Our boats history

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Our boats history

Postby Mario G » Tue Jun 28, 2011 8:17 am

Well I guess if you sail far enough in an older boat you will get a call on the VHF like we did yesterday from another boater giving you a little history about your boat. As a motor yacht passed yesterday its capt. radio'd to tell me he was the 1st to capt. our E-32 when it was owned by Camp Robinhood in Maine and how it was only day sailed a few times a week during the summer months then stored in a building the rest of the year.

He said it was nice to see it again and how he enjoyed sailing it when he worked at the camp. I told him it hasn't had many changes from original and up to a few months ago still had the original main sail on it.

So now I'm going to get in touch with the camp and see what info and hopefully some old pictures of her.
Mario G
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Re: Our boats history

Postby s/v Faith » Tue Jun 28, 2011 1:37 pm

What a cool thing. I have had folks hail me to tell me about their Ariels, but never about 'Faith'.

I know she was once owned by a long time commodore of the Hampton Rhodes (?) yacht club.
She was custom ordered, and raced against other Ariels for some time...

I bought her in Hayes VA, and the prior owner had spoken to the original owner.. he had some
history but never told me her original name (most of our conversations took place onboard).
1964 Pearson Ariel #226
'Faith' (the Triton's little sister)

Referred by;

www.sailfar.net

and

www.pearsonariel.org
s/v Faith
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Boat Name: s/v 'Faith'
Boat Type: 1964 Pearson Ariel (#226)

Re: Our boats history

Postby Ric in Richmond » Wed Jun 29, 2011 8:55 am

That is so cool to hear from someone who sailed your boat before!!!

I'd definitely follow up with the camp. Bet there are lots of pics of your boat printed and in scrap books as fond memories!!!

I know my boat was first owned by a guy named Raul Frye who was instrumental in developing the first atomic clocks (so thank him for GPS because without an atomic clock it wouldn't work).

He moored it in Connecticut and then moved to Annapolis.

Frye was then a member of Annapolis Yacht club and helped get the Wednesday night races started...literally and figuratively as Andimao served as committee boat for a while and Frye lobbied for the series (when you read this many of the names are still revered in the Annapolis area):

"Mid-week sailboat racing on Spa Creek, smack in the middle of the colonial town, harks back to the late 1950s. Then, a handful of boats would gather in front of the Clubhouse at the lower end of Compromise Street on the north side of the creek; someone would blow a horn and they were off on a short course, always the same one. Little concern was given to the direction of the wind. In other words, the classic Olympic triangle was sacrificed for the sheer joy of friendly nautical competition.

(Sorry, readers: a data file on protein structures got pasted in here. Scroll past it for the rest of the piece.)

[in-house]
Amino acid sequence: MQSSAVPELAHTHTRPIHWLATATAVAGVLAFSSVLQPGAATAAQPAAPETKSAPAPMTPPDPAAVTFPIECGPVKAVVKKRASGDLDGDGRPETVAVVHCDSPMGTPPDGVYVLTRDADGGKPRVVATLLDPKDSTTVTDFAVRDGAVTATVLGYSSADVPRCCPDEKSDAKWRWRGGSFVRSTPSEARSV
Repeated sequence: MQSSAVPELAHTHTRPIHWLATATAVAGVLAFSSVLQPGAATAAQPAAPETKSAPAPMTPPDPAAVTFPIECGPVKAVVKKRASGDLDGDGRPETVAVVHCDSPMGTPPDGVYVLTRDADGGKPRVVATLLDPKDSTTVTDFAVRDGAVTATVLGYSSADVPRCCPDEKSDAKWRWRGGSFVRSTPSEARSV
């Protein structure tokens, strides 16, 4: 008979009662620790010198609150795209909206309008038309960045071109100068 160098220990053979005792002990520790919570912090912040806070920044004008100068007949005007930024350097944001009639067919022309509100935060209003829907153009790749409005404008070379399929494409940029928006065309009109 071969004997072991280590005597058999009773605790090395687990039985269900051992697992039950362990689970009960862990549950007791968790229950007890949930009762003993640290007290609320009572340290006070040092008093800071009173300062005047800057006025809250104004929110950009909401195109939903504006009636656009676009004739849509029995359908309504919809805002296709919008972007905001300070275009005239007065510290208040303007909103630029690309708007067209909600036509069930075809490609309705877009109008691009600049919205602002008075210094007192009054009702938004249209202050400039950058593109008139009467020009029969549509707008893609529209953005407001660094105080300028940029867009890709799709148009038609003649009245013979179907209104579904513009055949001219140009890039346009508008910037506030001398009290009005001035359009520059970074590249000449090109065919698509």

"Bing" Downing (AYC commodore in 1978) noted that in 1958 Gaither Scott (commodore in 1974-75), while attending the America's Cup Races in Newport, R.I., observed the East Greenwich Yacht Club Wednesday Evening Race Series. Scott suggested to then Vice Commodore Jack Martin and Past Commodore H.H. Benson (1950-51) that the Annapolis Yacht Club initiate a similar series. Downing wrote, "Wednesday Night Races were inaugurated in the summer of 1959." Those who remember the first races recalled there was no race committee; a volunteer started the boats from the clubhouse, where they also finished. Informality was the order of the evening. Not only were there no prizes, there was no scoring. Downing added, "The highlight of the evening was a picnic supper on the AYC dock after the race-where the race was sailed over and over."

Early boats to sail in the series included Racing Division boats-"S" boats, H23s, 5.5s, a 6- meter and a Bermuda One-Design. Annapolis sailing entrepreneur Jerry Wood began building Rainbows and secured a start for this class as well. Oral historians of the Wednesday Night Races repeat over and again names of those enthusiastic AYC members who campaigned for early Wednesday Night Races, including Tom Closs, Raul Frye, Ed Hartman, Bert Jabin, Sonny Smith, Mike Ashford, Ron Council and others.

By 1965, interest in the series was waning. Three persuasive members, Larry Newark, Arnie Gay and Al Bruce, suggested opening the series to all classes. Their idea was that the larger, faster boats skippered by sailors with more experience could have their competition and those helmsmen with smaller boats and less experience could take their first steps. Even today, large boats with many layers of "go fasters" race alongside, but not in competition with, small class boats helmed by much less experienced sailors. By 1966-68, boats grew in number from 50 to 112. " (http://www.insideannapolis.com/archive/ ... Races.html )


The second owner also was an AYC member and kept her at the club and at the dock at his house on the Magothy. She wintered typically at Whitehall ashore.

If anyone happens to have any memories or photos of Andiamo from the era I'd love to hear them!!!!
Ric Bergstrom

http://andiamoadventures.blogspot.com/

Archived old blog:

http://andiamo35.blogspot.com/

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Ric in Richmond
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Boat Name: Andiamo
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